China wants Trump to knuckle under on trade, and so does Heidi Heitkamp
The Shirky Principle, named for technology writer Clay Shirky, holds that institutions will try to preserve the problem to which they are the solution.
We could adapt the saying for politics by arguing politicians do not want to solve problems which are politically advantageous to them.
It is through that lens we should see Senator Heidi Heitkamp’s carping about the Trump administration’s handling of trade issues.
Senator Heitkamp agrees China’s past trade practices are a problem in need of a solution, yet she has consistently opposed Trump’s approach to that problem without offering a real alternative.
Instead we get a lot of vague talk about new trade deals and working with international partners, all things which have previously failed to overcome China’s reticence to fair dealing.
Heitkamp and her various allies have also attacked President Trump, and by extension her opponent this cycle Congressman Kevin Cramer, for the deleterious impact tariffs have had on agriculture.
Specifically Heitkamp has even poo-pooed the recent aid package Trump announced to help farmers ride out the economic turbulence stemming from his decision to take the fight to China.
This despite Trump’s farmer bailout being pretty much what Heitkamp’s political mentor, former Senator Kent Conrad, called for in comments to the New York Times back in April.
Heitkamp’s most laughably crass use of the trade issue as a political opportunity came when she appeared on CNBC and tried to justify her vote against the Trump tax cuts by suggesting they were meaningless in the context of the trade war.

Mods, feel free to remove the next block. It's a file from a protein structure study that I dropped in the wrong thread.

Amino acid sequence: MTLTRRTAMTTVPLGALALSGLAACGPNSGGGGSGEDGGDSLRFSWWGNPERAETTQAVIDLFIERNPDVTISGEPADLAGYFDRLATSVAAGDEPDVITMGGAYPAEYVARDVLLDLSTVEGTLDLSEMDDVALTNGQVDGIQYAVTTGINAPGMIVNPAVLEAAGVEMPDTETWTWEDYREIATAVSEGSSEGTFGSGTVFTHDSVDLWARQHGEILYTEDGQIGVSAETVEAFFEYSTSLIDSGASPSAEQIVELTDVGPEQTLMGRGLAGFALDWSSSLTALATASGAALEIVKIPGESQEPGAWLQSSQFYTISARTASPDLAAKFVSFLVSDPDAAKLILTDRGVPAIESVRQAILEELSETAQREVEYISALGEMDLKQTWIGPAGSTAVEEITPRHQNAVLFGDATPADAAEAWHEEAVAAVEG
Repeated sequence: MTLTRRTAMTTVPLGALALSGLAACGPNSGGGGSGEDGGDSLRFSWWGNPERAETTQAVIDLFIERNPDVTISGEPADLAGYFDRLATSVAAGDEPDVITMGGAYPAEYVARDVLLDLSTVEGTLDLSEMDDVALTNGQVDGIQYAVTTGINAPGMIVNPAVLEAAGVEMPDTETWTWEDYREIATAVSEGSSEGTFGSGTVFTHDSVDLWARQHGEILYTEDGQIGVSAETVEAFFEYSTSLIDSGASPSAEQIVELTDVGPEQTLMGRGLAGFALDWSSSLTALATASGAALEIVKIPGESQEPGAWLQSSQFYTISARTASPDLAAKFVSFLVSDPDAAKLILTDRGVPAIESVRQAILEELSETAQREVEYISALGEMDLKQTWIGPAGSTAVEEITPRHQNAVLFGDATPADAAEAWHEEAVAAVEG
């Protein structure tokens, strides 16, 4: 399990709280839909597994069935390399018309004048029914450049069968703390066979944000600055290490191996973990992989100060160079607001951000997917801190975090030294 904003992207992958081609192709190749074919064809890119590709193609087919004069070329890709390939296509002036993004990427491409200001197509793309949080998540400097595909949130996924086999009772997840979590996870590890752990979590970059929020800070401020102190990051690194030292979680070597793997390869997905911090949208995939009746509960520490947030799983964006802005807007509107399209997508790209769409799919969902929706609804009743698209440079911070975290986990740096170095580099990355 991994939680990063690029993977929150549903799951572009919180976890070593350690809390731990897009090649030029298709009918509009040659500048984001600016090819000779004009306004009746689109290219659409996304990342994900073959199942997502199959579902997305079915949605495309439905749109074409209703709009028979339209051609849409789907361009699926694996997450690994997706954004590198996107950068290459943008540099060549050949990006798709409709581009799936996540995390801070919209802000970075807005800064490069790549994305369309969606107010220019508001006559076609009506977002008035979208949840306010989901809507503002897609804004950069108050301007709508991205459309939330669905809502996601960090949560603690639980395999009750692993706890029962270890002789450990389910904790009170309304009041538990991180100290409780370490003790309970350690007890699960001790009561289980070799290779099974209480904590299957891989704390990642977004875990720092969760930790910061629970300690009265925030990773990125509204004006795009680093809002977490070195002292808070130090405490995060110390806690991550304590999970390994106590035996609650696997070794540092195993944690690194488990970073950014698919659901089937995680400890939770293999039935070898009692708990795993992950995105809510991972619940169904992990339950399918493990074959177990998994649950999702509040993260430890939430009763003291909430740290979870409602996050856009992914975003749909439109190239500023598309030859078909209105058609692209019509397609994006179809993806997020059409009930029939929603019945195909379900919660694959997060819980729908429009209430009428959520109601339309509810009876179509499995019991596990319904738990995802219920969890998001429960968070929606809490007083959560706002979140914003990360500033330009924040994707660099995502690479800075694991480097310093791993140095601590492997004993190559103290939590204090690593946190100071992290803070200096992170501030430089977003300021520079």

At this point I think it’s fair to question where Heitkamp’s priorities lay.
Is she agitating against Trump’s approach to this issue because it is what’s best for our state and our nation?
Or is this about what’s best for getting herself re-elected to Minority Leader Chuck Schumer’s partisan caucus in the Senate?
The latter of those two options is easier to believe given lack of alternatives to trade issues coming from Heitkamp.
As a Democrat Heitkamp has a lot to gain from stoking anxiety and fear over trade as a sort of wedge issue between Trump and Cramer and a generally very Republican constituency.
Which, of course, is exactly what China wants.
It’s no accident China, in responding to Trump’s tariffs, instituted tariffs of their own which disproportionately impact agriculture.
The Chinese would like Trump to knuckle under on trade and to that end they’ve targeted rural America, home to Trump’s base, for economic pain.
They hope said pain will create political pressure on Trump which will work to their favor.
Helping them mount political pressure is Senator Heitkamp and groups aligned with the Democratic party like the North Dakota Farmer’s Union.
Trump set out to solve a real problem with trade which has been widely acknowledged by Republicans and Democrats alike. Those criticizing Trump’s approach should be ready with alternatives.
Heitkamp isn’t, making her objections just more partisan posturing from a politician behind in the polls and desperate for re-election.